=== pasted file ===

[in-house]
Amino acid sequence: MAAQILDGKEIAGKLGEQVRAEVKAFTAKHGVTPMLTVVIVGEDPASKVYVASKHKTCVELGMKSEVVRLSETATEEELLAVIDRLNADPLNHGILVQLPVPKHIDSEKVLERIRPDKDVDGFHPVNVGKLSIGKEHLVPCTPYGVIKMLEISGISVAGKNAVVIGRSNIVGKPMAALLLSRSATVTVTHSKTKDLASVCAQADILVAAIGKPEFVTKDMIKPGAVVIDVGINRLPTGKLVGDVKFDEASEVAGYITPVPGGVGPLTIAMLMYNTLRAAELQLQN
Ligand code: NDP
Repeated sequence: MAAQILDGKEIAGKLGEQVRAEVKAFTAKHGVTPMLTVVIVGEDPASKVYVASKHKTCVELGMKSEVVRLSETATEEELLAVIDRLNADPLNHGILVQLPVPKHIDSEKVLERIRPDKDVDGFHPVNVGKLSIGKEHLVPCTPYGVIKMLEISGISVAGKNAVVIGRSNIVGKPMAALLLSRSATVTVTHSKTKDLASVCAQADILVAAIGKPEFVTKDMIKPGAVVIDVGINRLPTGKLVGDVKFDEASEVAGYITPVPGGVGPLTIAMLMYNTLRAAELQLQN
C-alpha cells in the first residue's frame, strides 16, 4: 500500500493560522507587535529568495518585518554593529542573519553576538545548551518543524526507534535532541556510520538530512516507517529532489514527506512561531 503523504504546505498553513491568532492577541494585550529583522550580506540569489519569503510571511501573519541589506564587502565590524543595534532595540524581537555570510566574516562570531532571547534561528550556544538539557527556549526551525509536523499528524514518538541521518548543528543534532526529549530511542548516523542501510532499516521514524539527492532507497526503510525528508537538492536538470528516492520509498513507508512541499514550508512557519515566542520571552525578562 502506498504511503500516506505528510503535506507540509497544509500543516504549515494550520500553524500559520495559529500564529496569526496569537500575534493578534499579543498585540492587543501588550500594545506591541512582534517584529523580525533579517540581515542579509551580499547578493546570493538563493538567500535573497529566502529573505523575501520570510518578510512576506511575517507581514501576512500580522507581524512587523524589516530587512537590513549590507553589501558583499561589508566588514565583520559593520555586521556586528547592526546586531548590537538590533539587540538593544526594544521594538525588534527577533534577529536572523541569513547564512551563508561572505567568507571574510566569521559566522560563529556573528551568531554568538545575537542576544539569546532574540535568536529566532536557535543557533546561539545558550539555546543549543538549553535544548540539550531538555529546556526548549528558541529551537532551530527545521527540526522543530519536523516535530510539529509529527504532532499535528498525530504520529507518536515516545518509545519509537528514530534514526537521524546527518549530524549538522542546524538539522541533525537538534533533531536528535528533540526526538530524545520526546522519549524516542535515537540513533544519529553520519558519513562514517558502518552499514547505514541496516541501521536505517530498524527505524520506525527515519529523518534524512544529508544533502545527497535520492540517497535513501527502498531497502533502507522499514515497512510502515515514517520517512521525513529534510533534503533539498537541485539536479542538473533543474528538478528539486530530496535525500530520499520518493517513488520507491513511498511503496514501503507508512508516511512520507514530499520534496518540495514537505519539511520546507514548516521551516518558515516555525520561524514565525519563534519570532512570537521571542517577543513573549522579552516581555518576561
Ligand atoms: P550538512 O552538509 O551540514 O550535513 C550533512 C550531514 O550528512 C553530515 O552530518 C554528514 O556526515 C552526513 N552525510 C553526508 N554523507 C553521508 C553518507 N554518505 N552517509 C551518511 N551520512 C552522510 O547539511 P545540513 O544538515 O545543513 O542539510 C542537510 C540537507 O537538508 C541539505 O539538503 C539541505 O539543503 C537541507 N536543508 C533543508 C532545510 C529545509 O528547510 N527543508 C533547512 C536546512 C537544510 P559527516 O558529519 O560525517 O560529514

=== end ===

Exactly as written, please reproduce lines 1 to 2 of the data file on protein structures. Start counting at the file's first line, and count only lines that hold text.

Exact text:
[in-house]
Amino acid sequence: MAAQILDGKEIAGKLGEQVRAEVKAFTAKHGVTPMLTVVIVGEDPASKVYVASKHKTCVELGMKSEVVRLSETATEEELLAVIDRLNADPLNHGILVQLPVPKHIDSEKVLERIRPDKDVDGFHPVNVGKLSIGKEHLVPCTPYGVIKMLEISGISVAGKNAVVIGRSNIVGKPMAALLLSRSATVTVTHSKTKDLASVCAQADILVAAIGKPEFVTKDMIKPGAVVIDVGINRLPTGKLVGDVKFDEASEVAGYITPVPGGVGPLTIAMLMYNTLRAAELQLQN